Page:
Reading Wordless Graphic Novels a Two-Fer for Brain Injury Rehab

Published Categorised as Brain Health, Brain Power, Books, Concussion is Brain Injury, Personal

Another day, another six minutes doing my reading homework. I’m now doing two stints (well, one, most days in these last hellish crowdfunding days) of reading homework daily: one, reading paragraphs from an article assigned by my neurodoc and one “reading” the wordless graphic novel the psychology prof loaned me.

I just had a revelation about the latter. A new, unexpected benefit revealed itself.

One of the problems in holding conversations after brain injury is reading facial expressions. My ability has improved markedly, but I still have trouble.

From Cinema Panopticum by Thomas Ott
 Today, I began reading my ascribed 8 pages of the wordless graphic novel and immediately hit a bump: I had to spend some time studying the girl’s facial expression in reaction to The Hotel to figure out what she was showing and thinking. I had to study each eye and her mouth to feel like I’d “got it”: fear, surprise, laughter (nervous or fear laughter??). In another panel further on with the masked man, El Macho, I had to do the same again, although his expression was less complicated.

I’m thinking reading wordless graphic novels is a two-fer. I don’t know how rehab formally teaches people to relearn facial expressions because I was not considered to need it (yeah, OK), other than showing us photos of different expressions and having to identify them in the social group at CHIRS …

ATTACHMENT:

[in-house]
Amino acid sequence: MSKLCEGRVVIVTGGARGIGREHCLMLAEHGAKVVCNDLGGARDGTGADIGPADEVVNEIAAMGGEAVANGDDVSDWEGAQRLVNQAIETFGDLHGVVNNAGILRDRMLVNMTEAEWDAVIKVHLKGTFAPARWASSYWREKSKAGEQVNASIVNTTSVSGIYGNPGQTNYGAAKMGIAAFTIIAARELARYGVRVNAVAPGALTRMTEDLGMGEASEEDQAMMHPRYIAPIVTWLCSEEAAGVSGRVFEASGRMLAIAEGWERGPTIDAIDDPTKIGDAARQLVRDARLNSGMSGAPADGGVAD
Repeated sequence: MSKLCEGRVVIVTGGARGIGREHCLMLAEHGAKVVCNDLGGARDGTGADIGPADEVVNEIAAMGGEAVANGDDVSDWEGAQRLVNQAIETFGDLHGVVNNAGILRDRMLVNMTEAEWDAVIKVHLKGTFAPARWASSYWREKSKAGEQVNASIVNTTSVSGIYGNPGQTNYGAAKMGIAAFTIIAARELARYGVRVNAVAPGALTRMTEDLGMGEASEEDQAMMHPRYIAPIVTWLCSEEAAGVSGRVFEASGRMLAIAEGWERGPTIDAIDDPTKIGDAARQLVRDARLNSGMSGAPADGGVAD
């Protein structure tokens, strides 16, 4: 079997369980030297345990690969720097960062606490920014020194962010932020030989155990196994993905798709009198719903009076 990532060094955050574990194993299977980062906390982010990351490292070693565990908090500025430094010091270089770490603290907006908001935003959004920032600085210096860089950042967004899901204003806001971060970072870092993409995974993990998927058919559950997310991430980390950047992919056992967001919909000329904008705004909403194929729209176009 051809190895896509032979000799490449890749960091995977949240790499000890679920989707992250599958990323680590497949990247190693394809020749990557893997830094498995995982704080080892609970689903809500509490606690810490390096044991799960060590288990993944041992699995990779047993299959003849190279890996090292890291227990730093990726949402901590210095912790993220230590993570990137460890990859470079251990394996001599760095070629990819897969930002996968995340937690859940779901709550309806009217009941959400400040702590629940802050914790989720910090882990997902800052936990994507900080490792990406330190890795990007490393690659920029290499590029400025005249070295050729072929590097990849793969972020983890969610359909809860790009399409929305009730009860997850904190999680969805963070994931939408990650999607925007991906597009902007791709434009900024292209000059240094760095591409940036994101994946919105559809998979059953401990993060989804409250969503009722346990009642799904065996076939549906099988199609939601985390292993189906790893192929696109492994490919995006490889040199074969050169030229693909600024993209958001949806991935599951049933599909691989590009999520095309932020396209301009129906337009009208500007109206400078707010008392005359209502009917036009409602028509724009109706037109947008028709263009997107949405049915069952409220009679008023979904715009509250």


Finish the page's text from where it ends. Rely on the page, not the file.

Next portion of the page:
But I just realized: a wordless graphic novel helps us relearn to read a book and to read facial expressions in a natural way. Not in a you-need-rehab-your-brain-is-fucked way. The rehab way is socially isolating and reminds us of the slog of relearning we have to do. The natural way is more fun, lifts the ego, and makes us feel part of (trendy, youthful) society because other “normal” people read graphic novels too.

Update, 4:25pm: Another bonus of the wordless graphic novel is no associations with the past, no mourning, for I’ve never seen one before. No memories of what it used to be like; no grief because there’s no mourning a lost skill I never experienced. It doesn’t look like a comic book, so no reminding me of that loss too and thus again no grief. I suspect that would be true for most people with brain injury because the wordless graphic novel isn’t a commonly known genre. Yet.

My Duck logo walking on my books in pink and blue shading.



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